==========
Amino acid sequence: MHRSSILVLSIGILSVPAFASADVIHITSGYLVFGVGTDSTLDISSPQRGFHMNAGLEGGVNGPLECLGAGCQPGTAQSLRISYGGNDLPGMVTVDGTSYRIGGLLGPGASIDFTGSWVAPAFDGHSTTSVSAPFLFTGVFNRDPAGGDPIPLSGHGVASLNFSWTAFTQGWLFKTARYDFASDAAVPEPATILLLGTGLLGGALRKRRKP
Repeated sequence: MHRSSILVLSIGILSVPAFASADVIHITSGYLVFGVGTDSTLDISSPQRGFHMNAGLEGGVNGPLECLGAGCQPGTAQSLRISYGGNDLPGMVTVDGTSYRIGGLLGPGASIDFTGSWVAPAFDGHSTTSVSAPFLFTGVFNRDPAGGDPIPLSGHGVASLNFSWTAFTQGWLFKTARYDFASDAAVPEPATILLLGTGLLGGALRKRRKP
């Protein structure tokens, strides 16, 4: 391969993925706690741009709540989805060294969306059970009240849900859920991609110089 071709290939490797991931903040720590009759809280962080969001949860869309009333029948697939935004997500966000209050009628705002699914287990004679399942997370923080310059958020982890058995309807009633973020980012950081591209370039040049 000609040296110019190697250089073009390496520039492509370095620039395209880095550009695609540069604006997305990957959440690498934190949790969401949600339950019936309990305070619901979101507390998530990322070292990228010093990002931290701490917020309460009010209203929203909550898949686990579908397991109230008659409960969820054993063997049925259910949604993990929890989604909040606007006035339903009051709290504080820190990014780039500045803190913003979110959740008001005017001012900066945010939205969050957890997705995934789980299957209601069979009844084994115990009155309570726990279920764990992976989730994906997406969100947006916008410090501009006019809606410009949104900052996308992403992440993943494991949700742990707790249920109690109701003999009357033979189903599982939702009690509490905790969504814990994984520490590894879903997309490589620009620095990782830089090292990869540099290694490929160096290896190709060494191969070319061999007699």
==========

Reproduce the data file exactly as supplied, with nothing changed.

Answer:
Amino acid sequence: MHRSSILVLSIGILSVPAFASADVIHITSGYLVFGVGTDSTLDISSPQRGFHMNAGLEGGVNGPLECLGAGCQPGTAQSLRISYGGNDLPGMVTVDGTSYRIGGLLGPGASIDFTGSWVAPAFDGHSTTSVSAPFLFTGVFNRDPAGGDPIPLSGHGVASLNFSWTAFTQGWLFKTARYDFASDAAVPEPATILLLGTGLLGGALRKRRKP
Repeated sequence: MHRSSILVLSIGILSVPAFASADVIHITSGYLVFGVGTDSTLDISSPQRGFHMNAGLEGGVNGPLECLGAGCQPGTAQSLRISYGGNDLPGMVTVDGTSYRIGGLLGPGASIDFTGSWVAPAFDGHSTTSVSAPFLFTGVFNRDPAGGDPIPLSGHGVASLNFSWTAFTQGWLFKTARYDFASDAAVPEPATILLLGTGLLGGALRKRRKP
């Protein structure tokens, strides 16, 4: 391969993925706690741009709540989805060294969306059970009240849900859920991609110089 071709290939490797991931903040720590009759809280962080969001949860869309009333029948697939935004997500966000209050009628705002699914287990004679399942997370923080310059958020982890058995309807009633973020980012950081591209370039040049 000609040296110019190697250089073009390496520039492509370095620039395209880095550009695609540069604006997305990957959440690498934190949790969401949600339950019936309990305070619901979101507390998530990322070292990228010093990002931290701490917020309460009010209203929203909550898949686990579908397991109230008659409960969820054993063997049925259910949604993990929890989604909040606007006035339903009051709290504080820190990014780039500045803190913003979110959740008001005017001012900066945010939205969050957890997705995934789980299957209601069979009844084994115990009155309570726990279920764990992976989730994906997406969100947006916008410090501009006019809606410009949104900052996308992403992440993943494991949700742990707790249920109690109701003999009357033979189903599982939702009690509490905790969504814990994984520490590894879903997309490589620009620095990782830089090292990869540099290694490929160096290896190709060494191969070319061999007699």